Do you know what’s in that tub of cream you rub into your face every day?

Image result for vegan makeup

If you haven’t already gone natural it might be time to consider making the switch, as there are a lot of nasty chemicals in your beauty bag that could be doing your body real harm.

INGREDIENT: PARABENS (BUTYL-, ETHYL- OR METHYLPARABEN)

Harm: Parabens possess estrogen-mimicking properties that are associated with an increased risk of breast cancer. These chemicals are absorbed through the skin and have been identified in biopsy samples from breast tumors.

Found in: makeup, body washes, deodorants, shampoos and facial cleansers.

INGREDIENT: PROPYLENE GYCOL

Harm: Polyethylene when it is not combined with glycol, is the most common form of plastic used in the world. Moreover, according to a report in the International Journal of Toxicology by the Cosmetic Ingredient Review, it often includes ethylene oxide (which The International Agency for Research on Cancer classifies as group 1, meaning it is a proven carcinogen) as well as heavy metals (lead, iron, cobalt, nickel, cadmium and arsenic).

Found in: shampoo, soap and shower gel.

INGREDIENT: PETROLATUM

Harm: Petrolatum comes from crude oil and while it is classed as non-toxic, there is a risk of contamination from polycyclic aromatic hydrocarbons (PAHs), cancer-causing chemicals found in crude oil and its by-products.

Found in: most commonly, Vaseline, but also skincare and eczema products.

INGREDIENT: SODIUM LAURYL SULPHATE OR SODIUM LAURETH

Harm: A former industrial degreaser now used to make soap foamy, large quantities of it could be absorbed into the body and irritate skin, causing inflammation. It seems to be quite low risk but this increases the longer it’s left on the skin, the more concentrated it is and the more often it’s used.

Found in: shower gel, shampoo and lathering, cleansing products.

And the ones that sound bad, but aren’t:

• MSM (methylsulfonylmethane) is a special biological sulfur found in plants, soils, fruits, vegetables, fish, eggs, meats, and milk and could help joint pain and clear your skin.

• Hyaluronic acid is a type of carbohydrate (made up of simple sugars), that occurs naturally in our bodies and binds to water, helping to lubricate eyes, muscles, and our skin.

• P-Anisic acid (also known as draconic acid) is derived from anise, a flowering plant native to the eastern Mediterranean region and southwestern Asia and has antiseptic properties.

Rachel x 

rCup:The world’s first reusable coffee cup made from used paper cups

Finally, there’s a travel mug that’s been designed with practical portability in mind. The rCUP won’t leak – ever! It keeps your drink hot or cold and you can pick it up without scalding your hand. You can easily open it and take a sip while you’re on the move with one hand. Even better – the drinking experience is great – you never have to drink your coffee through a tiny hole ever again.

The story of rCUP

In late 2016 award winning Cornwall based eco-design company Ashortwalk were asked to develop ideas to turn used paper coffee cups into new products. At the time, a BBC campaign led by Hugh Fearnley-Whittingstall had successfully raised public awareness of the fact that only 0.4% of the disposable cups they used were actually being recycled. The tide had turned on our throwaway culture and people were demanding a more sustainable way to enjoy their coffee.

What can be done with waste coffee cups?

The reason why most paper cups aren’t recycled is because they have a plastic lining, which makes them difficult to recycle as paper.One of our polymer and recycling partners, Nextek had recently carried out a PHD on recycling used paper cups with Imperial College London. Rather than trying to seperate the paper from the liner they took the logical approach of recycling the whole cup. By cleaning and shredding the cup they found a clever way of blending the strong fibres of the cup to a recycled plastic polymer. We were then able to begin work on blending this polymer with other recycled materials to mould it into new useful products.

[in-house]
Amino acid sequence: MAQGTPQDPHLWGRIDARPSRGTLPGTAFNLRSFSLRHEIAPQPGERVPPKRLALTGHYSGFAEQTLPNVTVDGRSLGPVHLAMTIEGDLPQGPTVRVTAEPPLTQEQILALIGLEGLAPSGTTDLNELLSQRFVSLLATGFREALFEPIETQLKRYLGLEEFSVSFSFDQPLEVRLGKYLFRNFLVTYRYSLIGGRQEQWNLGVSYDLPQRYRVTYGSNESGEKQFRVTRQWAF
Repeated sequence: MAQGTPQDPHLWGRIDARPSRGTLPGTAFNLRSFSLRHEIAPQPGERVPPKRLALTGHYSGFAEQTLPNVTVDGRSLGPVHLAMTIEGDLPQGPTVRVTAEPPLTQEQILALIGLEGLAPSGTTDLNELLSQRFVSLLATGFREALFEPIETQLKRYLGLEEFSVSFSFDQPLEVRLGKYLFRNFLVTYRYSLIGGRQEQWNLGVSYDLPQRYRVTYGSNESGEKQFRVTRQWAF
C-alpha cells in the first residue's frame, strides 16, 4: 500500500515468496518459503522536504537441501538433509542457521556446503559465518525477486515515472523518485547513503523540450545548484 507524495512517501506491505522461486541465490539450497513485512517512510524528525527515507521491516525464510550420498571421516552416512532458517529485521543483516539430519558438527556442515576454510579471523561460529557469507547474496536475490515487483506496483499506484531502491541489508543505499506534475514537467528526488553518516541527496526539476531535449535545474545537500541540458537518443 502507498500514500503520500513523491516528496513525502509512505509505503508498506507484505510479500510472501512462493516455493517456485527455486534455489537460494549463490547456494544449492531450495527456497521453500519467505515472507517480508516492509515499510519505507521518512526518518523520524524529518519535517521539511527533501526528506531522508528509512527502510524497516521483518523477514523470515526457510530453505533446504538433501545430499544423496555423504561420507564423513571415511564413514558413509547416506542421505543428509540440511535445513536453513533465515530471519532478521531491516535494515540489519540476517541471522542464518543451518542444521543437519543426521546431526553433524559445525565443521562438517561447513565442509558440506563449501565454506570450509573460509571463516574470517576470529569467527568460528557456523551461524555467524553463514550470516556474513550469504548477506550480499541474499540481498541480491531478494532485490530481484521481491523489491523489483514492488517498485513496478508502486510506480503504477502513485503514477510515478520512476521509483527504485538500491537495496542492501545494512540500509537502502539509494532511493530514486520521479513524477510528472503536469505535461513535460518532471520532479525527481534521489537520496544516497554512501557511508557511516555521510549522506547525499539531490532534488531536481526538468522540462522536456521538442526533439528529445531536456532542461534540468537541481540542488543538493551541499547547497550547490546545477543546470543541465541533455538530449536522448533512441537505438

Creating a genuinely useful reusable cup

The rCUP reusable coffee cup was designed by the team of designers to be genuinely useful. They wanted the design to be functional anywhere and everywhere.
Key features include:

  • 100% leak proof
  • BPA free
  • Dishwasher safe
  • Well built, robust and long lasting (10+ years lifetime)
  • Can be opened and closed with one hand
  • Keeps drinks warm or cool depending on what’s in it
  • Can be picked up even when the contents are very hot
  • Gives an enjoyable drinking experience just like a real mug

A cup that is made from waste, helps recycle waste and reduces waste

Their cup is currently the only one that is made from the single use cups that are still being used in coffee shops and cafes every day. It’s all about the circular economy – by creating products from used cups they’ve stimulated the demand for the once worthless used paper cup. This demand increases the value of used paper cups, which enables recycling firms to invest in the infrastructure required to recycle them.
In real terms discarded coffee cups have zero value – in fact it actually costs £100 a tonne to dispose of them. But when captured and collected these cups for recycling, the value increases to around £35 a tonne. If you then process them into a useful polymer the value shoots up to £1,200 a tonne. When this polymer is used to make a new product, say, an rCUP reusable cup, its intrinsic value becomes £20,000 a tonne! This is the huge value of closed loop product design.
Which? Best reusable coffee cup

Shop now for your very own rCup

Rachel x

Please Note: I was not paid or asked to endorse this product and information in this post has been taken from the rCup website.